2Cellos are twenty-four year old, Croatian classically trained cellists, Luka Sulic and Stjepan Hauser. The duo quickly rose to fame after a YouTube video of their dueling cello cover of Michael Jackson’s “Smooth Criminal” was viewed by millions. 2Cellos soon signed to Sony Masterworks, were invited by Elton John to join his European tour and appeared on The Ellen DeGeneres show. That infamous “Smooth Criminal” performance is just one of the many pop and rock covers featured on 2Cello’s new self-titled debut album, which also finds the two musicians transforming hits by U2, Muse, Nine Inch Nails, Guns ‘N’ Roses and Nirvana into cello instrumentals.
2Cellos is bookended with U2 covers – opening with an atmospheric, somewhat foreboding “Where The Streets Have No Name” and closing with a gentle “With or Without You.” Say what you will about U2 as a band, their songs are undeniably distinctive and instantly recognizable. The two covers are among the highlights of this album.
Sulic and Hauser then explode from a soft, understated intro to Dick Dale’s “Misirlou” (best known as the theme of Pulp Fiction) into a frenzy of strings.
2Cello’s aforementioned blistering rendition of Michael Jackson’s “Smooth Criminal” reveals previously hidden intricacies in the song’s melody.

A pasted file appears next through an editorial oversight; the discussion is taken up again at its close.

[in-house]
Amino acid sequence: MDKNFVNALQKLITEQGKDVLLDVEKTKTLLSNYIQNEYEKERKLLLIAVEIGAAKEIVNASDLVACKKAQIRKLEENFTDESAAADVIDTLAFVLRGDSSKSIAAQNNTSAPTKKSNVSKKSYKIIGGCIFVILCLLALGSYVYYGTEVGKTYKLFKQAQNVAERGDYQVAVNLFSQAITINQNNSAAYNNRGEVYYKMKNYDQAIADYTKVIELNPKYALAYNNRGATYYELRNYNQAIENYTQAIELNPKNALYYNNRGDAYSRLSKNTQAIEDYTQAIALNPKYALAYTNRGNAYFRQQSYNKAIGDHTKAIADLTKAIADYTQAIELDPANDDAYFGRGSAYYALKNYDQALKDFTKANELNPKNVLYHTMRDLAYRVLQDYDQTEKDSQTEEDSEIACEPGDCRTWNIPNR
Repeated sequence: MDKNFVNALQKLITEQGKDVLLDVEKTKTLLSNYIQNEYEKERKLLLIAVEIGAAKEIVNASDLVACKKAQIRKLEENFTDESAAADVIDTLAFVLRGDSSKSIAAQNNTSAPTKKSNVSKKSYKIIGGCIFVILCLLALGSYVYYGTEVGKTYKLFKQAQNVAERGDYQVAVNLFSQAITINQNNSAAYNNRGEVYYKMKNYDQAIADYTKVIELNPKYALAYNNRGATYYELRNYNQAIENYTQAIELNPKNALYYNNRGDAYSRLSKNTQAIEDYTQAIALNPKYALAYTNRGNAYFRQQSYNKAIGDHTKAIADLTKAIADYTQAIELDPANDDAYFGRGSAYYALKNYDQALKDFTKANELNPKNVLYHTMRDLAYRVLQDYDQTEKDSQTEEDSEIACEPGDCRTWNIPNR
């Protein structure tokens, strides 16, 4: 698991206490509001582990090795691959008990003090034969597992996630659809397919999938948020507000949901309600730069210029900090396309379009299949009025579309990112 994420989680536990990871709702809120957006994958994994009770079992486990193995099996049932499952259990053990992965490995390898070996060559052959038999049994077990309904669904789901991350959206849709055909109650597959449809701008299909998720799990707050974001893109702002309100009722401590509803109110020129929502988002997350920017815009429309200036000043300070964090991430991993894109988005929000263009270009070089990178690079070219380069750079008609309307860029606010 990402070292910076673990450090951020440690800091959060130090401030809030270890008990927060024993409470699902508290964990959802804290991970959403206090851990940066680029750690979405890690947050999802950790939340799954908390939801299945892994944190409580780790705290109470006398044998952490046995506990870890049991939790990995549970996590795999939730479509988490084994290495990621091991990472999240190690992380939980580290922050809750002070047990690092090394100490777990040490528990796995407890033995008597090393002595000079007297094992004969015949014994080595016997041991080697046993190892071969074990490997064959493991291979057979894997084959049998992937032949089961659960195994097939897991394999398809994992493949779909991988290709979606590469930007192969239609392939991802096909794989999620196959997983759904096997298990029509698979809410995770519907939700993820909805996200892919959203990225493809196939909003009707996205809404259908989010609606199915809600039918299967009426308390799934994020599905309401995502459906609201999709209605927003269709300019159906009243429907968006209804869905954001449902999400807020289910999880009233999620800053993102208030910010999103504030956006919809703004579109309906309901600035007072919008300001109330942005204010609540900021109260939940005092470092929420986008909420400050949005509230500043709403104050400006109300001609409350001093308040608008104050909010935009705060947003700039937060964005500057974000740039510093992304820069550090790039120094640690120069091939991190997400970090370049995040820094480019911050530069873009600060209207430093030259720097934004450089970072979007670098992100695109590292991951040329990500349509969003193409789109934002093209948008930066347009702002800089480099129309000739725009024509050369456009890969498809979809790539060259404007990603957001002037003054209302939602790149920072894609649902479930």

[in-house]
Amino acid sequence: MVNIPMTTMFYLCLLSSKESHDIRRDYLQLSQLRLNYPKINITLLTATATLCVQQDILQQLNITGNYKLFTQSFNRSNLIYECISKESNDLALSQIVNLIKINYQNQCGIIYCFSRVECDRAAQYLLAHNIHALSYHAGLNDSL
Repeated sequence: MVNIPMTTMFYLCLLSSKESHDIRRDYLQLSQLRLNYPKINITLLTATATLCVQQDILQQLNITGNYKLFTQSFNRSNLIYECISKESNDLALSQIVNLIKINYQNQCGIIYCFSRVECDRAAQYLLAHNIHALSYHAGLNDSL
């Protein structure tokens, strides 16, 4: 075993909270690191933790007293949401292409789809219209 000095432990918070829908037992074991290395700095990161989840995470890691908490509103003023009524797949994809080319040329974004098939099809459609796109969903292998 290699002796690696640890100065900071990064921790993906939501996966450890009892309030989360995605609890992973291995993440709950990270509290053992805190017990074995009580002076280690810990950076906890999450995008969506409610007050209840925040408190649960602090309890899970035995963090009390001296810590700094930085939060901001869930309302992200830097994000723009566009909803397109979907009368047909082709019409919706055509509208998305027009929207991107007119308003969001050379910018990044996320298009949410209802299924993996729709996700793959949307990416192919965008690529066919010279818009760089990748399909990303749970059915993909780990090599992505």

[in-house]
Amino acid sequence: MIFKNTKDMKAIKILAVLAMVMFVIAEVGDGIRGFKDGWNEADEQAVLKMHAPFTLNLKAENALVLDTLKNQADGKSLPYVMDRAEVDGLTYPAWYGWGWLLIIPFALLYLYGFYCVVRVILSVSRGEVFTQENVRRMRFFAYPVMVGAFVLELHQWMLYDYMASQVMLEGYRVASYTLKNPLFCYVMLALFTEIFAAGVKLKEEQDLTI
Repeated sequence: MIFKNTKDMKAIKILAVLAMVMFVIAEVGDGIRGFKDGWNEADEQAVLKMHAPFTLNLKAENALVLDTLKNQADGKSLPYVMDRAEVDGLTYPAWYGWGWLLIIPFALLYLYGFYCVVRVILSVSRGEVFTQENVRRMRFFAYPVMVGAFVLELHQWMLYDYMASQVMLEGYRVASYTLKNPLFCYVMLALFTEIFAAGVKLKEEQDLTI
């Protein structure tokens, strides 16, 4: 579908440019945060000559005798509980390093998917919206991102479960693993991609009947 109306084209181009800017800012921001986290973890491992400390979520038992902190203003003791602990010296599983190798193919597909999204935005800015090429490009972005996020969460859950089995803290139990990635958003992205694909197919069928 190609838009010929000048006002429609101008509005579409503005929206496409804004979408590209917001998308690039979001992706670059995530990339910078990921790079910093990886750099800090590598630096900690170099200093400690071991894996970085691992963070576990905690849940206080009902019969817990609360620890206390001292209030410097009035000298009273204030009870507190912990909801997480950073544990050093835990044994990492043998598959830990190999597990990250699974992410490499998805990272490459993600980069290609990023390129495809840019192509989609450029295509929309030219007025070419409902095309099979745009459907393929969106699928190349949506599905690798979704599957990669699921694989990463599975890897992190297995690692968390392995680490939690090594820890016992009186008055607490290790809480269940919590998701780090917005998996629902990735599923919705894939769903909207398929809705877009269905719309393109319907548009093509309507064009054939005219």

Granted, you could probably play the title track from Muse’s brilliant The Resistance (one of my Best of the Decade) on spoons and the song would still be magnificent. This classical rendering is so lovely, though, replacing the defiant excitement of the original with a feeling of wistful determination.
The covers of Kings of Leon’s “Use Somebody,” Sting’s “Fragile” and Coldplay’s “Viva La Vida” are lackluster without vocals, but the fault lies in the arrangements, not the instrumentation.
Judging from the liner note credits, 2Cello covered Johnny Cash’s cover of “Hurt” here rather than the Nine Inch Nails original. Regardless, they do an excellent job of capturing the song’s melancholic beauty.
Their version of of the Guns ‘N’ Roses hit “Welcome To The Jungle” is probably very impressive live, but the recording is a bit shrill and grating for my taste.
Their take on Nirvana’s “Smells Like Teen Spirit” is much more successful and by far the stand out track on the album. 2Cello’s exotic, moody interpretation stays true to the original’s rock edge, but adds a classical depth and shows off the complexity and innovation of Nirvana’s songwriting.
Sony + all covers means I’m not permitted to share an mp3 or even a stream from the album, but you can hear samples at the links below…